Gallery: Spain’s San Telmo Museum Boasts a Perforated Green Façade

 
The San Telmo Museum was originally a convent, and the team of architects in charge of the renovation worked towards respecting its primitive shapes and original looks.

The San Telmo Museum was originally a convent, and the team of architects in charge of the renovation worked towards respecting its primitive shapes and original looks. First opened in 1902, the building is San Sebastian’s historic reference, and now features a cutting-edge sustainable façade. Designed as a link between the urban and the natural environment and with the magnificent Urgull Mount standing behind it, the new section also holds three of the museum’s new rooms inside and has an exterior set of stairs up that lead into the wild.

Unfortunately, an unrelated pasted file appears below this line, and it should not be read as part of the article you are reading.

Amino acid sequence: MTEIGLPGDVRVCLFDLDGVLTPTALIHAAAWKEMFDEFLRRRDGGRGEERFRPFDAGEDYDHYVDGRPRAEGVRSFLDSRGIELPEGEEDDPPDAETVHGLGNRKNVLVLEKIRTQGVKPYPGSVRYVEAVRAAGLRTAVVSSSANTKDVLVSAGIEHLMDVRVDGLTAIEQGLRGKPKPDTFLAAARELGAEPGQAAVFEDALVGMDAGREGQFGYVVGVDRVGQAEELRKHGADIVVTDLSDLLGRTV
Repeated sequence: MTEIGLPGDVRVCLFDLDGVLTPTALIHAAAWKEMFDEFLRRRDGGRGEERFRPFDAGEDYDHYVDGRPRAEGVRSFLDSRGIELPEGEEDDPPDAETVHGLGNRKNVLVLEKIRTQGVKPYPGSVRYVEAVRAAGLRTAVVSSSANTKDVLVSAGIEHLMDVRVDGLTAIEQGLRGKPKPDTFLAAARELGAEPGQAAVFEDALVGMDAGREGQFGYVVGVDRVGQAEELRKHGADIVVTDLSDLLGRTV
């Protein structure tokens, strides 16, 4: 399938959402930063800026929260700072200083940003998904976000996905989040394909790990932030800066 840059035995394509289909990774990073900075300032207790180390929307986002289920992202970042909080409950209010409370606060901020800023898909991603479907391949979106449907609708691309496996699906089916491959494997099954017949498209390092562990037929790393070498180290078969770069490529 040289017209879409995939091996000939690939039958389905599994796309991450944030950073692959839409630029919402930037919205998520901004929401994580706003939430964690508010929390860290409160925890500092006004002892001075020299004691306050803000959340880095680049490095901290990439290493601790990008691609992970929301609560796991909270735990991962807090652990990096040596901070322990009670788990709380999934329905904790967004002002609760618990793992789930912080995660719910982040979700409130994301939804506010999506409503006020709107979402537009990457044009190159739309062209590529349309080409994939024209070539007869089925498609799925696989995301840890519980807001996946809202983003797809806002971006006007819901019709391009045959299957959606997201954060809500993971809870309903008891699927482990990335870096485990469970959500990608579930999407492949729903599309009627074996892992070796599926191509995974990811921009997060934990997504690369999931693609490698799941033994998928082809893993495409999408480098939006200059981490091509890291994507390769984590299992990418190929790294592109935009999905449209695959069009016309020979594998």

Inspired by the local lichen and moss proliferating on rocks, the wall features uneven angled holes allowing vegetation to grow organically and free. Made from more than 3,500 recycled cast aluminum panels mounted on iron frames, the colander-looking façade uses the latest construction technology designed by the company Proiek. But San Telmo Museum’s wall stands out from normal green walls, as the vegetation is an invited to emerge and grow freely from it.

+ San Telmo Museum

+ Nieto Sobejano Architects

Via Plataforma Arquitectura

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